The classic lines of the vintage Apache needed very little help. Custom headlights, new si
Steve Greene, from Coconut Grove, Florida, is retired from his wholesale food distribution business and is now enjoying the good life, playing with several interesting vehicles in the stable, acquired over the years. An active enthusiast, Steve is used to very cool cars, like his supercharged 2010 Camaro and 2010 ZR1 Corvette in the driveway. This 1959 Chevrolet Apache, however, was a real departure from the norm. It was found by Steve’s son-in-law, Robert Breeden, on Craigslist in San Diego. The idea of a vintage truck was just different enough to be intriguing, so Steve bought the truck and had it shipped East.
The distinctive looking Apache was in fair shape when it arrived but Greene is serious about his vehicles; the ’59 needed a few personalizing touches before it was ready to take its place in the family garage. Steve already had great success with a fabrication shop called Miranda Built in Deerfield Beach, Florida. Owner, Jeremy Miranda and his team had already worked on his Steve’s Camaro. In addition to modern customs, they specialize in reinventing classics from yesteryear, using an infusion of modern technology.
After agreeing on a build plan, a list of mods was prepared for the Apache, beginning with new chassis elements to upgrade the truck’s 50-year-old technology. A Gen II Camaro front clip, fitted with tubular upper and lower control arms, power rack-and-pinion steering, and dropped spindles, was modified to accommodate a planned set of 20-inch front wheels. A C-notch in the rear provided clearance for the TCI four-link suspension that holds the Camaro IROC 10-bolt rear, narrowed two inches and running 3.27 gears. Tubs were added to the bed in order to fit the high and wide 22-inch rims scheduled for the rear. All four disc brakes were upgraded with the latest Wilwood technology using 12.88-inch drilled and slotted rotors, six piston calipers up front and four piston versions in the rear. KYB gas shocks on all four wheels guaranteed a stabilized ride. In order to achieve that slammed show truck stance, the Miranda team installed a complete air suspension system, using four Slam Specialties 2500 bags, a pair of Viair 380C compressors, -inch lines, and two 3-gallon reserve tanks mounted under the truck. Gauges on the dash monitor ride height. Getting the Apache rolling is a set of five-spoke, Boyd Coddington Two Tone rims, 20x8.5s up front and 22x10s in the rear, wrapped in Nitto 35- and 30-series rubber. The 305 V-8 under the hood benefits from a Holley 600 carb on an Edelbrock manifold along with Hooker headers that feed a pair of Magnaflow mufflers. A Pete Jackson gear drive was added for its distinctive sound, a SPAL electric fan ensured adequate cooling, and a reworked 700-R4 automatic transmission got the power to the ground. Cosmetic upgrades on the motor include hidden wiring, polished valve covers, and a pinstriped, vintage Caddy-style air cleaner.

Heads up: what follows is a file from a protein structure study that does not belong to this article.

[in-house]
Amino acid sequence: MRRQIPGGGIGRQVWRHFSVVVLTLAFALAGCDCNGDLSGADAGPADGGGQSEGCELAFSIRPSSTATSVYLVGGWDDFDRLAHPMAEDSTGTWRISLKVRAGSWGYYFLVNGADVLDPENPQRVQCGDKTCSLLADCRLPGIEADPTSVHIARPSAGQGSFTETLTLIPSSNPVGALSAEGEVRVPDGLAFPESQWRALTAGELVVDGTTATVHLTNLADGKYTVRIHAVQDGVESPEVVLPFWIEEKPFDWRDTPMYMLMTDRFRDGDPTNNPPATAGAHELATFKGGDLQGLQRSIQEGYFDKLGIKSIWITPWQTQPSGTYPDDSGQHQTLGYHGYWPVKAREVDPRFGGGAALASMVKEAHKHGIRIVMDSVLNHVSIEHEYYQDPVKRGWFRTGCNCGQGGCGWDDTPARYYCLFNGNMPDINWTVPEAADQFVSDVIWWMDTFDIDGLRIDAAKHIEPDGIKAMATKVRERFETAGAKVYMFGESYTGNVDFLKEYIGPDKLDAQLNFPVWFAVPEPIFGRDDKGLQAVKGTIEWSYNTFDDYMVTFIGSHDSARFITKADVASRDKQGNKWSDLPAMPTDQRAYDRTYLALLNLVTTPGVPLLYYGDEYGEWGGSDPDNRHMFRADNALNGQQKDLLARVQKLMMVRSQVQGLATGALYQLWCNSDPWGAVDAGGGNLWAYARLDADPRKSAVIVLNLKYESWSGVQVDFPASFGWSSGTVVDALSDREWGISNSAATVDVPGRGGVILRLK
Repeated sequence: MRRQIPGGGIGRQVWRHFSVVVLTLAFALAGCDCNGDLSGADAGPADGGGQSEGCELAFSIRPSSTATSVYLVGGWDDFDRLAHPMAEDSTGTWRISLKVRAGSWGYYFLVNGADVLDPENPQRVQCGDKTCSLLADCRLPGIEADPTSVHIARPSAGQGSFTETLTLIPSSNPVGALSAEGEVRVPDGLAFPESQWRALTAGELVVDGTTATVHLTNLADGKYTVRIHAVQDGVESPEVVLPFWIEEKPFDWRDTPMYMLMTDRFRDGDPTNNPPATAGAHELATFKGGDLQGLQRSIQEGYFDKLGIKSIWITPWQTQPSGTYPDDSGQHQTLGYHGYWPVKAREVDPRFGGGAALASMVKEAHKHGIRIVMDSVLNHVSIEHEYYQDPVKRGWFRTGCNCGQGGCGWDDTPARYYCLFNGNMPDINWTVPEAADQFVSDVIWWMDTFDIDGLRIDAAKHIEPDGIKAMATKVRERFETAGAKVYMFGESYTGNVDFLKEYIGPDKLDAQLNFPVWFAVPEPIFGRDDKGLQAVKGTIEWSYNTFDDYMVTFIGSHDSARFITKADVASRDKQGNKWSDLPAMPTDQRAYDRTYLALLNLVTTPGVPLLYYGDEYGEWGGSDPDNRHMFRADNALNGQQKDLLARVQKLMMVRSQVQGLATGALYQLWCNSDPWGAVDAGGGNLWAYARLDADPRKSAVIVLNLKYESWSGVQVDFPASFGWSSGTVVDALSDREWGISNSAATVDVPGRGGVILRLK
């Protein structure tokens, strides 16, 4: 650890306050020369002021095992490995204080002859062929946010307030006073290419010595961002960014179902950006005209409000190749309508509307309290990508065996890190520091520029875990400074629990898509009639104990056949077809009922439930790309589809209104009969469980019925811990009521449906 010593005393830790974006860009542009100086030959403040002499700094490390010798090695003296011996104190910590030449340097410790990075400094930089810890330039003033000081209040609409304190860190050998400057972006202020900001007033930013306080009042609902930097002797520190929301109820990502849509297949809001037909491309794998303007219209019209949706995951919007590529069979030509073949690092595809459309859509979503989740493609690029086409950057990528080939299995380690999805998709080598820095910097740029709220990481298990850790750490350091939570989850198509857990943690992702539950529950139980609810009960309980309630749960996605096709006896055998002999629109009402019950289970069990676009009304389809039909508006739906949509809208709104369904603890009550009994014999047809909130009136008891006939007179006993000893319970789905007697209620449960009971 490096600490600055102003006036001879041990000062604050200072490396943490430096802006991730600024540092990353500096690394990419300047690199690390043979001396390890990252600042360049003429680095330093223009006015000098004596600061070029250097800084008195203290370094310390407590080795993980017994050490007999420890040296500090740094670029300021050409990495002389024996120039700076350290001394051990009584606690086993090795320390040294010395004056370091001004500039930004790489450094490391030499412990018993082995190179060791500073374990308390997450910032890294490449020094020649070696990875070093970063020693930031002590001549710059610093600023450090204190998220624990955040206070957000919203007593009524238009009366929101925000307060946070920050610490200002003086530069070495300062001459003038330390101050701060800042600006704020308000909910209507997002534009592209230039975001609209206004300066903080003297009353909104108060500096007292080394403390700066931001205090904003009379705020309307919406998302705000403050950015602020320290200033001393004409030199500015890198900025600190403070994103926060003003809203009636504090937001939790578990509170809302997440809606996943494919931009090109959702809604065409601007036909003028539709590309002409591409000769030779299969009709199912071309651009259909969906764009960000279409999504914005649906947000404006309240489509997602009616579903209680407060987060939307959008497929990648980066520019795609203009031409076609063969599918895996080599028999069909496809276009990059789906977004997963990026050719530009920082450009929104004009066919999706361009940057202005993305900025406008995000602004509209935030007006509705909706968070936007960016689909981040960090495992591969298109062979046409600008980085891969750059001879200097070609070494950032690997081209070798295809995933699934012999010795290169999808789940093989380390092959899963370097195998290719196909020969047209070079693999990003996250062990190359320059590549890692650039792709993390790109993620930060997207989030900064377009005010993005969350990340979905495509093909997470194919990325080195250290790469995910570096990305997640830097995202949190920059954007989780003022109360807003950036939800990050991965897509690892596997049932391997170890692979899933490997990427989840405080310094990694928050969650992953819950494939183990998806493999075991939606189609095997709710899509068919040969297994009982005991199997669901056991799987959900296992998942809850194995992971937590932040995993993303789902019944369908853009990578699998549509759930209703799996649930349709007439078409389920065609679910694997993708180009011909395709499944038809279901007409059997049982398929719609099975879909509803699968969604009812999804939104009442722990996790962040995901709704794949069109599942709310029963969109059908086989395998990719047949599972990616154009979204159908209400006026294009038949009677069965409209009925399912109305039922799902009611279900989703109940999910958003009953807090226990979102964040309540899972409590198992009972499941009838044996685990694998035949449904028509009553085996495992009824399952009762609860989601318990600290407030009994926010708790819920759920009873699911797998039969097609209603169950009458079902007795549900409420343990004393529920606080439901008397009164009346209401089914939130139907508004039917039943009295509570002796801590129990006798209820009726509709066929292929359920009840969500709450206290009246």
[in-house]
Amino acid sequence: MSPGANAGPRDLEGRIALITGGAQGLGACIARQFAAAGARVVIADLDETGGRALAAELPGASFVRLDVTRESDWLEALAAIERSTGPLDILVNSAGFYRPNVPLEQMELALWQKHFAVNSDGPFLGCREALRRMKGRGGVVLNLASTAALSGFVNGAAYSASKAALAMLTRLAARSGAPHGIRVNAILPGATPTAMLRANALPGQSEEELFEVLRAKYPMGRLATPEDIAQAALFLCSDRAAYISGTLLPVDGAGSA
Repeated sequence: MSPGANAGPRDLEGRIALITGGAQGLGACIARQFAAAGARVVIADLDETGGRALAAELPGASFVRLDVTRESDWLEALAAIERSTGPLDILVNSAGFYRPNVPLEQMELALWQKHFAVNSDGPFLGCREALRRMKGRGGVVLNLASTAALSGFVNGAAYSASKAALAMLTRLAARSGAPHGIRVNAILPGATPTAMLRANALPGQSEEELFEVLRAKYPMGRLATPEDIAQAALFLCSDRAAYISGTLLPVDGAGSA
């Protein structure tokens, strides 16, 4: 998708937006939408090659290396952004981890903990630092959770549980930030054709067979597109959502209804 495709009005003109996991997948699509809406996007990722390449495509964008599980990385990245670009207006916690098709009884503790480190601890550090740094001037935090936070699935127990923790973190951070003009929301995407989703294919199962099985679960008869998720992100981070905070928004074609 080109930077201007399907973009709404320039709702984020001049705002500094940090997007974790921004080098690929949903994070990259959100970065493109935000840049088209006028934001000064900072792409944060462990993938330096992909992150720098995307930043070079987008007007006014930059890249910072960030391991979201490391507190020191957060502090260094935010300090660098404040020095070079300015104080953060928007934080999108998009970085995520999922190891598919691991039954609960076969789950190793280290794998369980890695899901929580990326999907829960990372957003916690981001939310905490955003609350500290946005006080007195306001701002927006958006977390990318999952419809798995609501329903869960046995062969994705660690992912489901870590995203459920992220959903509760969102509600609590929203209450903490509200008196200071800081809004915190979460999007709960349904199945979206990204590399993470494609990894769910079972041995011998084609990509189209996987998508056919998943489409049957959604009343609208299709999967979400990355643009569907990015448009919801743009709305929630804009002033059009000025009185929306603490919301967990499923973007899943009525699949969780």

The Apache sheetmetal remains original except for a few subtle changes like the modern HID headlights, LED taillights, Billet Specialties side mirrors, and a custom roll pan on the bumperless rear end. The bed floor was lined with a color-coordinated shade of dark oak featuring a billet gas cap cut into the bed. The final step for the exterior was the unusual Porsche color, called Sepia Brown, highlighted with khaki pinstriping from Bones Design in West Palm Beach, Florida.
The truck had a fairly plain interior, so a custom package was assembled to bring the truck into the new millennium. The dash now holds modern Classic Instruments in the original housing and modern temperature control comes from the Vintage Air A/C unit mounted underneath. The custom bench seat, covered in Camel-colored vinyl and suede, was shortened two inches to keep it below the rear window. Thomas Nast, of Okeechobee, Florida, did the stitchwork, finishing the makeover with chocolate brown pleated door panels. The steering column and dash were painted to match the exterior.